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The Historical Orbit of Eritrea's Agony

Alemseged Abbay


Their suffering under racist Italian colonialism pushed Eritreans to retreat into their millennia-old Ethiopian identity. However, suffocation under Ethiopian political oppression and cultural chauvinism led them to don a distinct counter identity of Eritrean-ness. Subsequently, the thirty-year war between the forces of chauvinism (Ethiopia) and the forces of secession (Eritrea) has exposed the unimaginativeness of nationalism. Rather than seeking a mere redress to the legitimate grievances upon which it was constructed, Eritrean nationalism veered into a false consciousness of exceptionalism (Eritreanism), which per force became a zero-sum game for secession. When a divorce was finalized in 1991, both Ethiopia and Eritrea ended up being losers—the former lost access to the sea and the latter lost Ethiopia. By failing to deliver peace, democracy, and prosperity, secession has proven to be against the self-interests of the Eritrean people, so much so that now the very idea of Eritrea verges on death. Thus, based on emotion rather than cognition, nationalism can be a dysfunctional project. However powerful it may be, it does not have to lead to secession.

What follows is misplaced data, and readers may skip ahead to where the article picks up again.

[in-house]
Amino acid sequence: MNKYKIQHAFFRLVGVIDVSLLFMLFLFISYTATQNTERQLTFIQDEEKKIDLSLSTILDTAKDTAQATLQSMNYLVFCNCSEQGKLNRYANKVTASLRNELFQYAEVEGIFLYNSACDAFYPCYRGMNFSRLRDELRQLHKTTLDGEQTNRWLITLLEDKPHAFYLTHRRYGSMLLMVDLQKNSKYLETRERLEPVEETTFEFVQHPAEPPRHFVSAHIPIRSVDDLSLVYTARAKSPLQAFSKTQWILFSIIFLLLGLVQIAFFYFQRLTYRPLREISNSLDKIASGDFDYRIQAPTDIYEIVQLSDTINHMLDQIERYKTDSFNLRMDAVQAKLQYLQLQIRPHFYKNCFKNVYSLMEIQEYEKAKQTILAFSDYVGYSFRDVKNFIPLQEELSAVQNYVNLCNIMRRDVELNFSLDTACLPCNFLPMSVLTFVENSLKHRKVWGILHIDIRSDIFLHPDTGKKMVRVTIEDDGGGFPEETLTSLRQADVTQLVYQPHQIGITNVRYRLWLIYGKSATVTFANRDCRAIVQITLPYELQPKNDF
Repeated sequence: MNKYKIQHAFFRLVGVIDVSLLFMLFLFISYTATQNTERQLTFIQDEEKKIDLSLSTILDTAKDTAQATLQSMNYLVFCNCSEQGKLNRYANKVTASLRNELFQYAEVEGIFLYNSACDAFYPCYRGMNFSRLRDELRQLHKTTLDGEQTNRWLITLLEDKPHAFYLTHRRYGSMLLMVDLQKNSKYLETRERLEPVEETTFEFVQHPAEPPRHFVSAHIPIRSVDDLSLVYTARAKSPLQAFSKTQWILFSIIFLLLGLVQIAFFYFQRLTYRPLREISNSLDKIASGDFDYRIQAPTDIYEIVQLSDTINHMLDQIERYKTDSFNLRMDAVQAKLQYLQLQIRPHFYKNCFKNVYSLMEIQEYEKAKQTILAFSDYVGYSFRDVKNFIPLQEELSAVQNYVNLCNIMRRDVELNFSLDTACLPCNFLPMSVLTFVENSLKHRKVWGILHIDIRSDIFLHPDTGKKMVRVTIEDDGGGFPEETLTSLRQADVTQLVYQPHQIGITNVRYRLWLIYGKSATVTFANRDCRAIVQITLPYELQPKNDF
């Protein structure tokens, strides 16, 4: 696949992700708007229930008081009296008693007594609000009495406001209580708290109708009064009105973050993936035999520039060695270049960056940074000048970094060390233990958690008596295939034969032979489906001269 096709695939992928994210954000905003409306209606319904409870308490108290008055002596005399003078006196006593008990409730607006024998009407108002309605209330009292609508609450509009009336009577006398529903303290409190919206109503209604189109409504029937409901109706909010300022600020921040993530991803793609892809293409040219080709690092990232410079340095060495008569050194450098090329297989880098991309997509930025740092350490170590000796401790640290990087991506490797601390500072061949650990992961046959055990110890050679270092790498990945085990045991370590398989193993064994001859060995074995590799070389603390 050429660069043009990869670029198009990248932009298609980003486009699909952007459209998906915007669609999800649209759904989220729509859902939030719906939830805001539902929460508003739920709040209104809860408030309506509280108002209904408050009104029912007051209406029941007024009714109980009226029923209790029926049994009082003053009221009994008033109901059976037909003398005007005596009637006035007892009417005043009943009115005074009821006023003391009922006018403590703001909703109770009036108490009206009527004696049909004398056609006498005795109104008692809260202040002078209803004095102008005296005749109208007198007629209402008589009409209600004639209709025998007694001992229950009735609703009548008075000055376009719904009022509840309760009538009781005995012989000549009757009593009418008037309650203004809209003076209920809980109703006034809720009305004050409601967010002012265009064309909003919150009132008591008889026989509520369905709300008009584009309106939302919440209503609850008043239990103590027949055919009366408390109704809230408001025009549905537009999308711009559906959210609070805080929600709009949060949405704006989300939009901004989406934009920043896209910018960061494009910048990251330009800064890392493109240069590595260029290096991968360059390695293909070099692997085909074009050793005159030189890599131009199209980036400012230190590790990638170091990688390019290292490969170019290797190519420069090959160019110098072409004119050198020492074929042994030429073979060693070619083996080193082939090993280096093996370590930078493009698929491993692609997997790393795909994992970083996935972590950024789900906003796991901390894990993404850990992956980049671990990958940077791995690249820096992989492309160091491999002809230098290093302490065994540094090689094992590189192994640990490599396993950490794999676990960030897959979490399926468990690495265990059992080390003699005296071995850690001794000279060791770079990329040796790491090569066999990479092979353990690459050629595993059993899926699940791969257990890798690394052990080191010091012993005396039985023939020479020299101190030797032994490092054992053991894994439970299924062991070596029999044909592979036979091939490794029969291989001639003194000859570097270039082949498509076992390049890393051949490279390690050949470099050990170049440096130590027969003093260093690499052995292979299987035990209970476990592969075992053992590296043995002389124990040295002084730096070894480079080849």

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Published by the University of Florida Press on behalf of the Association of Global South Studies.